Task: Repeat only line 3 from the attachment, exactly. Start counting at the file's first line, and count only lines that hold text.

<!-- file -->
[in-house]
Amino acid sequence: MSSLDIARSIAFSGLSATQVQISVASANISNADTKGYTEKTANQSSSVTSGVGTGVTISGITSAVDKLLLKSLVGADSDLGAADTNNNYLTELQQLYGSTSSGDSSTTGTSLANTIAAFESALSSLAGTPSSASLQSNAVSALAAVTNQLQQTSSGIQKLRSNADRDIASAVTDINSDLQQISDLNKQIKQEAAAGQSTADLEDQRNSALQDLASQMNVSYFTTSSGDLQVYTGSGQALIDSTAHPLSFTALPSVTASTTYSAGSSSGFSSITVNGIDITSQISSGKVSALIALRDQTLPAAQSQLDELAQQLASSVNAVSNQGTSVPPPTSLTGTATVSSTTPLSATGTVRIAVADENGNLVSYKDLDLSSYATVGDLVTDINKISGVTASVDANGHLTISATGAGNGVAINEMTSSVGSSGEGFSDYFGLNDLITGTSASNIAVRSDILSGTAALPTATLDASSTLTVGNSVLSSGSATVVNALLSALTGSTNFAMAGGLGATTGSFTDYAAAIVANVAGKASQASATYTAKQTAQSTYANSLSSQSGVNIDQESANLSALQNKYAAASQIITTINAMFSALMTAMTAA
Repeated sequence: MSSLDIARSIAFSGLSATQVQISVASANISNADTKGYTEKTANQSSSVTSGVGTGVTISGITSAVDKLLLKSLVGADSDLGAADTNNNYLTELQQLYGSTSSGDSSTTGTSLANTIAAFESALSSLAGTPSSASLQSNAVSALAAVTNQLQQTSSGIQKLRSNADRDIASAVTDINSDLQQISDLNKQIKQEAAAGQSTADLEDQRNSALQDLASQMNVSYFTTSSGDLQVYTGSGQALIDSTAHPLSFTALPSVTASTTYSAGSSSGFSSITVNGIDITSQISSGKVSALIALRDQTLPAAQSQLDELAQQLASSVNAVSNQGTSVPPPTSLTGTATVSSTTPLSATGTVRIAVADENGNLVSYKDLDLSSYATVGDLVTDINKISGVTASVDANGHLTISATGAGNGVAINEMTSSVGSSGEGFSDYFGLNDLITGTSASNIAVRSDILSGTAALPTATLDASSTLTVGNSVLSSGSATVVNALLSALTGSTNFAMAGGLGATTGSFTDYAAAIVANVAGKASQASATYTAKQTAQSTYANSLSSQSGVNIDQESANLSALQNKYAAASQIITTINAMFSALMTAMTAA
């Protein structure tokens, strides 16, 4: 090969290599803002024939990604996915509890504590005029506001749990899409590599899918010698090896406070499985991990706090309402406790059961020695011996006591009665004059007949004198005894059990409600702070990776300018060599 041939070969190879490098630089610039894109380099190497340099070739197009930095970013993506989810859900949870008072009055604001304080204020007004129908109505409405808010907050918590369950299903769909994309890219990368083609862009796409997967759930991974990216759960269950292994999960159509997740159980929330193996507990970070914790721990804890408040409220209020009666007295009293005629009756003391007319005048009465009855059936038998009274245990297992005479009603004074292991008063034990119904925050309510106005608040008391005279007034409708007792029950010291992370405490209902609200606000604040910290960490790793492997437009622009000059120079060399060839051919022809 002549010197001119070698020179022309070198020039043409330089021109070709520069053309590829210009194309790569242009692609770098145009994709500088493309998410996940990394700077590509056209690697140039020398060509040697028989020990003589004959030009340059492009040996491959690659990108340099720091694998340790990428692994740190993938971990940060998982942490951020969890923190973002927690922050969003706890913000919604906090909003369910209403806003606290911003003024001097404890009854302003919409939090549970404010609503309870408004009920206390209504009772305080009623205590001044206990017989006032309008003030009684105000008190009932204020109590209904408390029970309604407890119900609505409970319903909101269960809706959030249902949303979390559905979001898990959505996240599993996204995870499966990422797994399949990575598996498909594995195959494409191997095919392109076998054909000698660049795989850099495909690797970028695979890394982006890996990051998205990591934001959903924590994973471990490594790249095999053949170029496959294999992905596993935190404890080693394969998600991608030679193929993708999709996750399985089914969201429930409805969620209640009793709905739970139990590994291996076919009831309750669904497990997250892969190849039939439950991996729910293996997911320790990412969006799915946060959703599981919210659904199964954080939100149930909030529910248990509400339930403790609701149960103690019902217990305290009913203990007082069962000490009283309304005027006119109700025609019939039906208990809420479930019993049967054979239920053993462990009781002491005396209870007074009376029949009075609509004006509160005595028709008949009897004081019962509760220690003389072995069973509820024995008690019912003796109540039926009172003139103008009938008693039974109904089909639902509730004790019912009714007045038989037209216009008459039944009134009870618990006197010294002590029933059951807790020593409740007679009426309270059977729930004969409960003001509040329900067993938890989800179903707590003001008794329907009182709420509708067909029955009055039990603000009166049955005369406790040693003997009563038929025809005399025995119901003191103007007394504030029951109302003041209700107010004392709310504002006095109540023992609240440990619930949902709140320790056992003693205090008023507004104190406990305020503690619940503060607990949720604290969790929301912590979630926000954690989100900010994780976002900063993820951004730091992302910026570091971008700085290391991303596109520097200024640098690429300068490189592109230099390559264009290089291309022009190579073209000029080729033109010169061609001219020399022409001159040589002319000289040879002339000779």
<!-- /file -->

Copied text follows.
Repeated sequence: MSSLDIARSIAFSGLSATQVQISVASANISNADTKGYTEKTANQSSSVTSGVGTGVTISGITSAVDKLLLKSLVGADSDLGAADTNNNYLTELQQLYGSTSSGDSSTTGTSLANTIAAFESALSSLAGTPSSASLQSNAVSALAAVTNQLQQTSSGIQKLRSNADRDIASAVTDINSDLQQISDLNKQIKQEAAAGQSTADLEDQRNSALQDLASQMNVSYFTTSSGDLQVYTGSGQALIDSTAHPLSFTALPSVTASTTYSAGSSSGFSSITVNGIDITSQISSGKVSALIALRDQTLPAAQSQLDELAQQLASSVNAVSNQGTSVPPPTSLTGTATVSSTTPLSATGTVRIAVADENGNLVSYKDLDLSSYATVGDLVTDINKISGVTASVDANGHLTISATGAGNGVAINEMTSSVGSSGEGFSDYFGLNDLITGTSASNIAVRSDILSGTAALPTATLDASSTLTVGNSVLSSGSATVVNALLSALTGSTNFAMAGGLGATTGSFTDYAAAIVANVAGKASQASATYTAKQTAQSTYANSLSSQSGVNIDQESANLSALQNKYAAASQIITTINAMFSALMTAMTAA